Preventive Medicine services include BioCharger, ketamine-assisted therapy, natural hormone therapies, B12 vitamin injections, vitamin/mineral and glutathione IVs, specialty blood work, annual physicals including PAPs, EKGs and blood tests, and assistance with healthy weight loss and digestive health issues. “We practice bio-individual care,” Dr. Hobie said. “It’s hard to describe because integrated medicine is so personalized.”
Of all the Preventive Medicine services, the one that may be least understood is ketamine-assisted therapy. Dr. Hobie notes that intravenous ketamine infusions have been used as a sedative for medical procedures since the 1960’s. “Its effect of creating an experience of separating the body from the mind, as well as its safety and ease of use has found its place for decades in high doses in emergency rooms across the globe,” he said. “After further research, intravenous ketamine therapy in sub-anesthetic doses, has emerged as a promising treatment option for depression, anxiety, post-traumatic stress disorder, and even certain pain disorders.”
Dr. Hobie explained that at lower doses, ketamine infusions produce psychedelic, therapeutic, and sometimes euphoric experiences and when administered properly, they can create novel neural pathways in the brain which can lead to new ways of thinking and relating. “Some patients achieve long-term relief after a series of single infusions and complementary therapy,” he said. “Others find that ketamine infusions enhance their oral medication routine. In a safely monitored and controlled environment, it is not addictive.” Ketamine can be administered intranasally or in a lozenge, as well as intravenously or in intramuscular or subcutaneous injections.
Dr. Hobie noted that his practice is also known for its orthomolecular nutrient therapy. “It’s primarily a European model of supportive care that essentially focuses on ensuring proper nutrient distribution across all systems of the body,” Dr. Hobie said. “It helps with better healing and homeostasis and is used to treat a variety of conditions from asthma to chronic pain.”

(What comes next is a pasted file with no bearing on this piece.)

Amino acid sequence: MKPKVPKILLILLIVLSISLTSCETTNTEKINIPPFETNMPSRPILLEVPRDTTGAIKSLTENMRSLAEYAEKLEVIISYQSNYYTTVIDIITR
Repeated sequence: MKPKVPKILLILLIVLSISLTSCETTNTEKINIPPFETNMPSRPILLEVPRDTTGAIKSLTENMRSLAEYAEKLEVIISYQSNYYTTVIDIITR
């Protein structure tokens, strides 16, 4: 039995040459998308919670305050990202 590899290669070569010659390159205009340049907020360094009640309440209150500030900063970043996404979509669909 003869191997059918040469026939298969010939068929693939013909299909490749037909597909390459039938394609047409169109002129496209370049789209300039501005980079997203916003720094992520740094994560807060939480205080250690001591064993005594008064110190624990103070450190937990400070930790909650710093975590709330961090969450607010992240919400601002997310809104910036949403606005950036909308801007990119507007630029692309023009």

Dr. Hobie reports that many clients say their visit to Preventive Medicine marked the first time they really felt heard. One testimonial on the website reports that “[Dr. Hobie’s] expertise will put you immediately at ease and his kindness will warm your heart. I have lived all over the world and had physicians from all types of backgrounds and Dr. Hobie is among the very best. His compassion is unparalleled and his advice clear and sane. You’ll leave your appointment feeling heard, cared for, and invigorated for the future.”
“Integrative primary care is at the core of Preventive Medicine,” Dr. Hobie said. “It can be a bit tricky to define because it’s tailored to each, and every patient based on their needs. Sometimes it just a regular checkup, other times it’s a nutritional and lifestyle overhaul, and others it’s medications to help our patients live healthier, longer, and more fulfilling lives.”
“When I got into medicine, I had studied philosophy in college and I came to it from a bio-ethics point of view,” Dr. Hobie said. “I thought the most good I could do was helping people have an essential baseline health to pursue their happiness. I felt very called to help people in their pursuit of their calling and joy.”